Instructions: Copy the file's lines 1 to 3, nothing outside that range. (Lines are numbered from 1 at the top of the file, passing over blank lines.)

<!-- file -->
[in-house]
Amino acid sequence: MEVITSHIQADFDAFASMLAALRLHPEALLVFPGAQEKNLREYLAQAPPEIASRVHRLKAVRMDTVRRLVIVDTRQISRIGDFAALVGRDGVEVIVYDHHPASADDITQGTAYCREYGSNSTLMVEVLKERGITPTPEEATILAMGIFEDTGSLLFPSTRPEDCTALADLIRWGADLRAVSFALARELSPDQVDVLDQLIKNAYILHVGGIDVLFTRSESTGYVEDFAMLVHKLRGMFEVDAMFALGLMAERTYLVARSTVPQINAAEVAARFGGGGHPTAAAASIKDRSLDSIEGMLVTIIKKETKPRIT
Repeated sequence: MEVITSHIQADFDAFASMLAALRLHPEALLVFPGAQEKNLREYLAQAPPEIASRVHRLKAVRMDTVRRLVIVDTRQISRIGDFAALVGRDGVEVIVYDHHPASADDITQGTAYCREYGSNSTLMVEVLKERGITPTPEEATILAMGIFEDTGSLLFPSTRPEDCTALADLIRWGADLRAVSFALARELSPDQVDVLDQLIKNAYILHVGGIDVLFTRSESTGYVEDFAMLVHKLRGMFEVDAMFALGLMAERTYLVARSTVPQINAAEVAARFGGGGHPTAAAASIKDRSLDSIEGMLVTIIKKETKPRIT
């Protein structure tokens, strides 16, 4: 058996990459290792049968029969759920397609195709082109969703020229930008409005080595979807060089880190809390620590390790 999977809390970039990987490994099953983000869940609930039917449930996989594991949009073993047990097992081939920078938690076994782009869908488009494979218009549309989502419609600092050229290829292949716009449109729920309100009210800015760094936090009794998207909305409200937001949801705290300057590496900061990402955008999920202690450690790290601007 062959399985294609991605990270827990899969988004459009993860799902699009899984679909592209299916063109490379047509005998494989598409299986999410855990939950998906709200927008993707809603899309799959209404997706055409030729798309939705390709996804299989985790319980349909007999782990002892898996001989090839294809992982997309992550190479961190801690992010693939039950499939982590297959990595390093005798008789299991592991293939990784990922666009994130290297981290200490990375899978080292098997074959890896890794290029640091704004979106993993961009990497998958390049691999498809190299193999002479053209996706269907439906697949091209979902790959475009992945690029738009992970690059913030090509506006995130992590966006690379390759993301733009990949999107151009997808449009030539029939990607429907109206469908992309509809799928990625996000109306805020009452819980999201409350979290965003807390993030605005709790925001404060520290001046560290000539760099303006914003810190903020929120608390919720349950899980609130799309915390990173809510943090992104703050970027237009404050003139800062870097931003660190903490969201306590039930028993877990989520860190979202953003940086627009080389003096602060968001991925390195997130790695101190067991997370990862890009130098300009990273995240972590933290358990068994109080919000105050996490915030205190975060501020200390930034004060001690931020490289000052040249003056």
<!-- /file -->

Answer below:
[in-house]
Amino acid sequence: MEVITSHIQADFDAFASMLAALRLHPEALLVFPGAQEKNLREYLAQAPPEIASRVHRLKAVRMDTVRRLVIVDTRQISRIGDFAALVGRDGVEVIVYDHHPASADDITQGTAYCREYGSNSTLMVEVLKERGITPTPEEATILAMGIFEDTGSLLFPSTRPEDCTALADLIRWGADLRAVSFALARELSPDQVDVLDQLIKNAYILHVGGIDVLFTRSESTGYVEDFAMLVHKLRGMFEVDAMFALGLMAERTYLVARSTVPQINAAEVAARFGGGGHPTAAAASIKDRSLDSIEGMLVTIIKKETKPRIT
Repeated sequence: MEVITSHIQADFDAFASMLAALRLHPEALLVFPGAQEKNLREYLAQAPPEIASRVHRLKAVRMDTVRRLVIVDTRQISRIGDFAALVGRDGVEVIVYDHHPASADDITQGTAYCREYGSNSTLMVEVLKERGITPTPEEATILAMGIFEDTGSLLFPSTRPEDCTALADLIRWGADLRAVSFALARELSPDQVDVLDQLIKNAYILHVGGIDVLFTRSESTGYVEDFAMLVHKLRGMFEVDAMFALGLMAERTYLVARSTVPQINAAEVAARFGGGGHPTAAAASIKDRSLDSIEGMLVTIIKKETKPRIT